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Lateral view of a Male Baetis (Baetidae) (Blue-Winged Olive) Mayfly Dun from Mystery Creek #43 in New York
Blue-winged Olives

Tiny Baetis mayflies are perhaps the most commonly encountered and imitated by anglers on all American trout streams due to their great abundance, widespread distribution, and trout-friendly emergence habits.

Dorsal view of a Grammotaulius betteni (Limnephilidae) (Northern Caddisfly) Caddisfly Larva from the Yakima River in Washington
This is a striking caddis larva with an interesting color pattern on the head. Here are some characteristics I was able to see under the microscope, but could not easily expose for a picture:
- The prosternal horn is present.
- The mandible is clearly toothed, not formed into a uniform scraper blade.
- The seems to be only 2 major setae on the ventral edge of the hind femur.
- Chloride epithelia seem to be absent from the dorsal side of any abdominal segments.
Based on these characteristics and the ones more easily visible from the pictures, this seems to be Grammotaulius. The key's description of the case is spot-on: "Case cylindrical, made of longitudinally arranged sedge or similar leaves," as is the description of the markings on the head, "Dorsum of head light brownish yellow with numerous discrete, small, dark spots." The spot pattern on the head is a very good match to figure 19.312 of Merritt R.W., Cummins, K.W., and Berg, M.B. (2019). The species ID is based on Grammotaulius betteni being the only species of this genus known in Washington state.
27" brown trout, my largest ever. It was the sub-dominant fish in its pool. After this, I hooked the bigger one, but I couldn't land it.
Troutnut is a project started in 2003 by salmonid ecologist Jason "Troutnut" Neuswanger to help anglers and fly tyers unabashedly embrace the entomological side of the sport. Learn more about Troutnut or support the project for an enhanced experience here.

Bcvizina has attached these 5 pictures. The message is below.
Northern Michigan

Posts: 30
Bcvizina on Mar 15, 2010March 15th, 2010, 4:15 pm EDT
I took a couple pictures with a Canon EOS Digital Rebel because it's the only camera I could get with a semi-macro lens. I can also get my hands on a Canon EOS 7D, but I don't have any kind of macro lens for that camera. What would be a good cheap lens for taking pictures of aquatic insects?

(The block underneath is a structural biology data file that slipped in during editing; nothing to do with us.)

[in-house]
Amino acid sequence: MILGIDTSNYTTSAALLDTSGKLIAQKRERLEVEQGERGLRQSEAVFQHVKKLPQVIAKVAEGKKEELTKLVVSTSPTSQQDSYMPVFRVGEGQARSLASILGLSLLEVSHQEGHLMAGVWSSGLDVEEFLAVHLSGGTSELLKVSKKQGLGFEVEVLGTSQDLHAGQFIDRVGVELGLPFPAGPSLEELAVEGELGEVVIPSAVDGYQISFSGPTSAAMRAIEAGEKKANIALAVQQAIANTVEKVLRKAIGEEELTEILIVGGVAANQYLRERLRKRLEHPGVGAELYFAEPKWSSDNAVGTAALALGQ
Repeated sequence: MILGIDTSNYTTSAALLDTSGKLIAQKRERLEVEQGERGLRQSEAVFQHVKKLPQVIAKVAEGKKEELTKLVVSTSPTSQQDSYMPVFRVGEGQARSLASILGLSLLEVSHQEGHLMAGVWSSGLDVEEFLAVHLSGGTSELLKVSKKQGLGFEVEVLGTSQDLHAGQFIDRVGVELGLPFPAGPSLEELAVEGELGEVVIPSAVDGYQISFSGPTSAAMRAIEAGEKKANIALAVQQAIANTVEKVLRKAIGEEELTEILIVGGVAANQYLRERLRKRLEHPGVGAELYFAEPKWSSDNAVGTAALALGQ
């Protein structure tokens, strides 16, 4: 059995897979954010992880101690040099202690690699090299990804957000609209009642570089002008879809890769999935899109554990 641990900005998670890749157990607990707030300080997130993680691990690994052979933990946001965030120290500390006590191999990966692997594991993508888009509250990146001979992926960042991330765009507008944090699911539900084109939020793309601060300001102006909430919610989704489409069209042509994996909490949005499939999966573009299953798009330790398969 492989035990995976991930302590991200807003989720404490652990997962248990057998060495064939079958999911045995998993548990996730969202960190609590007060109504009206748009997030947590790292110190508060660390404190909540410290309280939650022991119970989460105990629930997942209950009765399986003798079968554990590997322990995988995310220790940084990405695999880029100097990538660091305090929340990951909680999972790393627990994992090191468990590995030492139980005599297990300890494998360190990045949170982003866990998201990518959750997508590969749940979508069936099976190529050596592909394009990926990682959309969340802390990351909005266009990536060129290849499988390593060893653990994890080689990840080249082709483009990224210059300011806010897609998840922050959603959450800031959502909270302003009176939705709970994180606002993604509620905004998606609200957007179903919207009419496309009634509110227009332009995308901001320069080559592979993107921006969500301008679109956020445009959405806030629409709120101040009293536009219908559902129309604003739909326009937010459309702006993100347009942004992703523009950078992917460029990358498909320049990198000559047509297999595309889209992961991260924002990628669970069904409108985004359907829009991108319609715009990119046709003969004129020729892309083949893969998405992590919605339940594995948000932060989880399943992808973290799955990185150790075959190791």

Taxon's profile picture
Site Editor
Plano, TX

Posts: 1311
Taxon on Mar 15, 2010March 15th, 2010, 5:34 pm EDT
Very nice, Brent.

The 1st four photos appear to be of Boreal Stones (Acroneuria lycorias), which are of family Perlidae (Common Stones).

As to a "good cheap" macro lens for your EOS 7D, apart from the fact that "good" and "cheap" are probably mutually exclusive attributes, unless you venture into the used macro lens marketplace, I suspect somewhere around $350 dollars is probably pretty much entry level. However, others may be able to give you specific recommendations.
Best regards,
Roger Rohrbeck
Troutnut's profile picture
Bellevue, WA

Posts: 2758
Troutnut on Mar 15, 2010March 15th, 2010, 5:45 pm EDT
The bottom bug is a Taeniopterygid stonefly, I'm guessing Taeniopteryx but Strophopteryx would also be possible... I don't know a way to tell from these photos.
Jason Neuswanger, Ph.D.
Troutnut and salmonid ecologist
Taxon's profile picture
Site Editor
Plano, TX

Posts: 1311
Taxon on Mar 15, 2010March 15th, 2010, 6:15 pm EDT

Hi Jason,

Wow, my reputation for being the "fastest gun in the West" is in serious jeopardy if I slow down even a smidgen. Ready, fire, aim, as they say. However, I may be okay for a while, as the demands of matrimony are sure to take their toll. Just kidding, sort of.

Anyway, I suspect Brent's last photo to be of an Eastern Willowfly (Taeniopteryx burksi). Please see this one identified by Dr. Donald S. Chandler for comparison purposes.
Best regards,
Roger Rohrbeck
Wiflyfisher's profile picture

Posts: 622
Wiflyfisher on Mar 16, 2010March 16th, 2010, 9:28 am EDT
I have a Canon EOS Digital Rebel XTi and I love the camera. For macro work I am thinking of buying this macro lens this year...


Canon has a better one in a 60 mm but it is almost 200 bucks more, which is more than I want to spend. Especially since I mainly use my macro photos for the web and I don't need 300 dpi print type photos.

However, I may be okay for a while, as the demands of matrimony are sure to take their toll. Just kidding, sort of.

Roger, I found if you let your better-half have her own passionate past-time hobbies, it helps eliminate cramping your style. Although, kids, wife, pets, college tuition, taxes, honey-do projects, etc... do take their toll. :)

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